Neuroimaging connects stress-associated brain activity to cardiovascular disease in humans.


Stress is the feeling of being under mental or emotional pressure, where a person may feel unable to cope. How much stress a person experiences and how they react to it can lead to a wide variety of health problems.  When stress is excessive, it can contribute to everything from high blood pressure to irritable bowel syndrome.  However, more research is needed to determine how stress contributes to heart disease, a leading killer worldwide.  Now, a study from researchers led by Massachusetts General Hospital has linked activity in a stress-sensitive structure within the brain to cardiovascular disease for the first time in humans. The team state that their findings also reveal a pathway leading from activation of the structure, the amygdala, through elevated immune system activity, to an increased incidence of cardiovascular events. The study is published in the journal The Lancet.

Previous studies show that while the link between stress and heart disease has long been established, the mechanism mediating that risk is not clearly understood.  Animal studies have shown that stress activates bone marrow to produce white blood cells, leading to arterial inflammation.  The current study suggests an analogous path exists in humans and identifies the region of the brain that links stress to the risk of heart attack and stroke.

The current study reports on two complementary clinical groups.  The first study group analyzes PET/CT neuroimaging from almost 300 individuals undergoing cancer screening, using FDG which measures both the activity of areas within the brain and inflammation within arteries. All participants had no active cancer or cardiovascular disease at the time of imaging and each had information in their medical records on at least three additional clinical visits in the two to five years after imaging. The second study group enrolls 13 individuals with a history of post-traumatic stress disorder, who were evaluated for their current levels of perceived stress and received FDG-PET scanning to measure both amygdala activity and arterial inflammation.

Results show that among the 300 participants in the larger study, 22 experienced a cardiovascular event, such as a heart attack, stroke or episodes of angina in the follow-up period; the prior level of activity in the amygdala strongly predicted the risk of a subsequent cardiovascular event. Data findings show that the association remained significant after controlling for traditional cardiovascular risk factors. The group stress that the association became even stronger when the team used a more stringent definition of cardiovascular events, namely, major adverse cardiovascular events.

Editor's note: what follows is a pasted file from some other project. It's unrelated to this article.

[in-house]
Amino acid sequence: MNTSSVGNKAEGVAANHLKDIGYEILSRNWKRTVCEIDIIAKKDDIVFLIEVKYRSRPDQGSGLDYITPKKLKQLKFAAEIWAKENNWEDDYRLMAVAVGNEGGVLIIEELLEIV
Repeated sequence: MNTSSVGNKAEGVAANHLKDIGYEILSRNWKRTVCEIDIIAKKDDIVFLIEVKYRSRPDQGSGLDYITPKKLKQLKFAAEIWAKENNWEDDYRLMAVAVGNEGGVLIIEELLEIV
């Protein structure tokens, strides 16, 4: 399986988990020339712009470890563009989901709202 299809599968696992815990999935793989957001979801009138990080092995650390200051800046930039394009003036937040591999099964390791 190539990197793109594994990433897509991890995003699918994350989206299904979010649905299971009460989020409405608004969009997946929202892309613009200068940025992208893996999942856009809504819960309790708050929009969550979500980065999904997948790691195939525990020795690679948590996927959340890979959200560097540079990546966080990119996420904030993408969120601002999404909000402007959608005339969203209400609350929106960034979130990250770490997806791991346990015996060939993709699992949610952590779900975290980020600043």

The lab state that amygdalar activity was also associated with the timing of events, as those with the highest levels of activity had events sooner than those with less extreme elevation, and greater amygdalar activity was also linked to elevated activity of the blood-cell-forming tissue in the bone marrow and spleen and to increased arterial inflammation. They go on to add that in the smaller study, the participants’ stress levels were strongly associated with both amygdalar activity and arterial inflammation.  They conclude that pharmacological manipulation of the amygdalar-bone marrow-arterial axis may provide new opportunities to reduce cardiovascular disease.

The team surmise that their study provides evidence of a heart-brain connection by elucidating a link between resting metabolic activity in the amygdala, a marker of stress, and subsequent cardiovascular events independently of established cardiovascular risk factors. They go on to add they also show that amygdalar activity is related to increased associated perceived stress and to increased vascular inflammation and hematopoeitic activity.  For the future, the researchers state that it would be reasonable to advise individuals with increased risk of cardiovascular disease to consider employing stress-reduction approaches if they feel subjected to a high degree of stress.

Source: Massachusetts General Hospital (MGH)

 

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